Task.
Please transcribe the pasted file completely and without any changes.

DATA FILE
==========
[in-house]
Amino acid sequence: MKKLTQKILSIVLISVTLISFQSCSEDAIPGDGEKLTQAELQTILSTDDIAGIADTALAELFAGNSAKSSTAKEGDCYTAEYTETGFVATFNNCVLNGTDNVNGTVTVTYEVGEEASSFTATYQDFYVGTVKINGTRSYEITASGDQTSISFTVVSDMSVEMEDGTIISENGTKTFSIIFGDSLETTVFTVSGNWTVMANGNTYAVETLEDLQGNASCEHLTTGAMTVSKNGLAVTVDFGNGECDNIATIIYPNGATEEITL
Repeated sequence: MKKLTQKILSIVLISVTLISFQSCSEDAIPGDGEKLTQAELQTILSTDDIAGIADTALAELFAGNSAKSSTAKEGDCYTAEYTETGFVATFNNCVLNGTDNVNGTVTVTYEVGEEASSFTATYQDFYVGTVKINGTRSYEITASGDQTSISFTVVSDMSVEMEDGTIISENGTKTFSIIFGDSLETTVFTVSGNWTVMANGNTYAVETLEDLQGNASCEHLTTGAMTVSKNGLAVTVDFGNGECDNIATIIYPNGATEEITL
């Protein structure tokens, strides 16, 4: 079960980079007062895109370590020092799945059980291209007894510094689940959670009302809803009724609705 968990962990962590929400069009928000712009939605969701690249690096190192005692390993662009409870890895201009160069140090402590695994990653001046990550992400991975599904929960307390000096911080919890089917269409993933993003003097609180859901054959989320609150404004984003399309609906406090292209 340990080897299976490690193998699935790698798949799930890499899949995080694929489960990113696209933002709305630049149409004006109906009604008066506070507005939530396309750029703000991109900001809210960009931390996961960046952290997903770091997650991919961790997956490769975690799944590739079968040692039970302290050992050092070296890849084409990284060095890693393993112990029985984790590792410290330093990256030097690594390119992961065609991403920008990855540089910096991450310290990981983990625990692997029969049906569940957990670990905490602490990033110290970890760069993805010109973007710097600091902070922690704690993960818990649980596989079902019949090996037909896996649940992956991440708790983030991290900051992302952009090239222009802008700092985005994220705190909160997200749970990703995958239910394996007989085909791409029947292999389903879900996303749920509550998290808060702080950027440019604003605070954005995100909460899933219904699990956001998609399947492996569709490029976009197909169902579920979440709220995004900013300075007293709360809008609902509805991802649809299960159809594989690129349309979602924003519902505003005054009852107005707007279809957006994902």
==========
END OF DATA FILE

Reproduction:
[in-house]
Amino acid sequence: MKKLTQKILSIVLISVTLISFQSCSEDAIPGDGEKLTQAELQTILSTDDIAGIADTALAELFAGNSAKSSTAKEGDCYTAEYTETGFVATFNNCVLNGTDNVNGTVTVTYEVGEEASSFTATYQDFYVGTVKINGTRSYEITASGDQTSISFTVVSDMSVEMEDGTIISENGTKTFSIIFGDSLETTVFTVSGNWTVMANGNTYAVETLEDLQGNASCEHLTTGAMTVSKNGLAVTVDFGNGECDNIATIIYPNGATEEITL
Repeated sequence: MKKLTQKILSIVLISVTLISFQSCSEDAIPGDGEKLTQAELQTILSTDDIAGIADTALAELFAGNSAKSSTAKEGDCYTAEYTETGFVATFNNCVLNGTDNVNGTVTVTYEVGEEASSFTATYQDFYVGTVKINGTRSYEITASGDQTSISFTVVSDMSVEMEDGTIISENGTKTFSIIFGDSLETTVFTVSGNWTVMANGNTYAVETLEDLQGNASCEHLTTGAMTVSKNGLAVTVDFGNGECDNIATIIYPNGATEEITL
């Protein structure tokens, strides 16, 4: 079960980079007062895109370590020092799945059980291209007894510094689940959670009302809803009724609705 968990962990962590929400069009928000712009939605969701690249690096190192005692390993662009409870890895201009160069140090402590695994990653001046990550992400991975599904929960307390000096911080919890089917269409993933993003003097609180859901054959989320609150404004984003399309609906406090292209 340990080897299976490690193998699935790698798949799930890499899949995080694929489960990113696209933002709305630049149409004006109906009604008066506070507005939530396309750029703000991109900001809210960009931390996961960046952290997903770091997650991919961790997956490769975690799944590739079968040692039970302290050992050092070296890849084409990284060095890693393993112990029985984790590792410290330093990256030097690594390119992961065609991403920008990855540089910096991450310290990981983990625990692997029969049906569940957990670990905490602490990033110290970890760069993805010109973007710097600091902070922690704690993960818990649980596989079902019949090996037909896996649940992956991440708790983030991290900051992302952009090239222009802008700092985005994220705190909160997200749970990703995958239910394996007989085909791409029947292999389903879900996303749920509550998290808060702080950027440019604003605070954005995100909460899933219904699990956001998609399947492996569709490029976009197909169902579920979440709220995004900013300075007293709360809008609902509805991802649809299960159809594989690129349309979602924003519902505003005054009852107005707007279809957006994902």